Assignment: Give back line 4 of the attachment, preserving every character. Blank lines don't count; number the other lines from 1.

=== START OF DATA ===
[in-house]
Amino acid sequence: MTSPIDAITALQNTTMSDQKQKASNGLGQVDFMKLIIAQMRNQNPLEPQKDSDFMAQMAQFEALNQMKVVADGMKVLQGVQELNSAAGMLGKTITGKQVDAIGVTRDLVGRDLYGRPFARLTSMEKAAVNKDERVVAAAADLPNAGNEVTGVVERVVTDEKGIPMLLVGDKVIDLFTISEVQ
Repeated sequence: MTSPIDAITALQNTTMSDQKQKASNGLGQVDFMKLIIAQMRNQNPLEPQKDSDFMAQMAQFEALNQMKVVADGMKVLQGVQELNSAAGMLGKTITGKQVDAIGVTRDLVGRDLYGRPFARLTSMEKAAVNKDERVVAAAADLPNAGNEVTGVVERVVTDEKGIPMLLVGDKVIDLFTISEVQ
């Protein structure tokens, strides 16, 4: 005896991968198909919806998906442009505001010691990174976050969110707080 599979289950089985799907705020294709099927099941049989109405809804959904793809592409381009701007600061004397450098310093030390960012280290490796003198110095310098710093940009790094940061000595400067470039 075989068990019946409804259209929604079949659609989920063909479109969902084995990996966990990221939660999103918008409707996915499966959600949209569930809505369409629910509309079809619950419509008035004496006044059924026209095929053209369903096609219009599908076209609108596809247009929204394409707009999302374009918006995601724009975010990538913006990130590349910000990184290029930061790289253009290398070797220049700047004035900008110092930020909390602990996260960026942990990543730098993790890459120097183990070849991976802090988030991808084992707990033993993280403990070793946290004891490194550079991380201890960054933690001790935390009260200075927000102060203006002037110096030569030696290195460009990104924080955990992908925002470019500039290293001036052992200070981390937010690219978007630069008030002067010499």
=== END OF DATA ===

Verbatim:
């Protein structure tokens, strides 16, 4: 005896991968198909919806998906442009505001010691990174976050969110707080 599979289950089985799907705020294709099927099941049989109405809804959904793809592409381009701007600061004397450098310093030390960012280290490796003198110095310098710093940009790094940061000595400067470039 075989068990019946409804259209929604079949659609989920063909479109969902084995990996966990990221939660999103918008409707996915499966959600949209569930809505369409629910509309079809619950419509008035004496006044059924026209095929053209369903096609219009599908076209609108596809247009929204394409707009999302374009918006995601724009975010990538913006990130590349910000990184290029930061790289253009290398070797220049700047004035900008110092930020909390602990996260960026942990990543730098993790890459120097183990070849991976802090988030991808084992707990033993993280403990070793946290004891490194550079991380201890960054933690001790935390009260200075927000102060203006002037110096030569030696290195460009990104924080955990992908925002470019500039290293001036052992200070981390937010690219978007630069008030002067010499």